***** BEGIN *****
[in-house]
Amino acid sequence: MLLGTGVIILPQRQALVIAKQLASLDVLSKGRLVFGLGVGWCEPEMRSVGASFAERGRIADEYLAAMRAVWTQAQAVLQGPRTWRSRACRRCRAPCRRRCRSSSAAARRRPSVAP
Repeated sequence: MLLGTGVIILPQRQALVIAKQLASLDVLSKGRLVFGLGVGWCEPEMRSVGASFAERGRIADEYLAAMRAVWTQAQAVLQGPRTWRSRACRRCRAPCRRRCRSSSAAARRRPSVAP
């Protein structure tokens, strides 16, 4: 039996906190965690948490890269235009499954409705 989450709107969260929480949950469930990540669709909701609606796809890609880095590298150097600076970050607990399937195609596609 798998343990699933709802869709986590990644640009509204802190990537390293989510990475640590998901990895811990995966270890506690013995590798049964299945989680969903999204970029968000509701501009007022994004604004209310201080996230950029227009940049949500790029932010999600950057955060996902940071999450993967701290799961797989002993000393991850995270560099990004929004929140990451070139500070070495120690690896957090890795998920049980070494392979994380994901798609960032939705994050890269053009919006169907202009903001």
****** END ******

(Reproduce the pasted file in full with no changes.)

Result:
[in-house]
Amino acid sequence: MLLGTGVIILPQRQALVIAKQLASLDVLSKGRLVFGLGVGWCEPEMRSVGASFAERGRIADEYLAAMRAVWTQAQAVLQGPRTWRSRACRRCRAPCRRRCRSSSAAARRRPSVAP
Repeated sequence: MLLGTGVIILPQRQALVIAKQLASLDVLSKGRLVFGLGVGWCEPEMRSVGASFAERGRIADEYLAAMRAVWTQAQAVLQGPRTWRSRACRRCRAPCRRRCRSSSAAARRRPSVAP
């Protein structure tokens, strides 16, 4: 039996906190965690948490890269235009499954409705 989450709107969260929480949950469930990540669709909701609606796809890609880095590298150097600076970050607990399937195609596609 798998343990699933709802869709986590990644640009509204802190990537390293989510990475640590998901990895811990995966270890506690013995590798049964299945989680969903999204970029968000509701501009007022994004604004209310201080996230950029227009940049949500790029932010999600950057955060996902940071999450993967701290799961797989002993000393991850995270560099990004929004929140990451070139500070070495120690690896957090890795998920049980070494392979994380994901798609960032939705994050890269053009919006169907202009903001």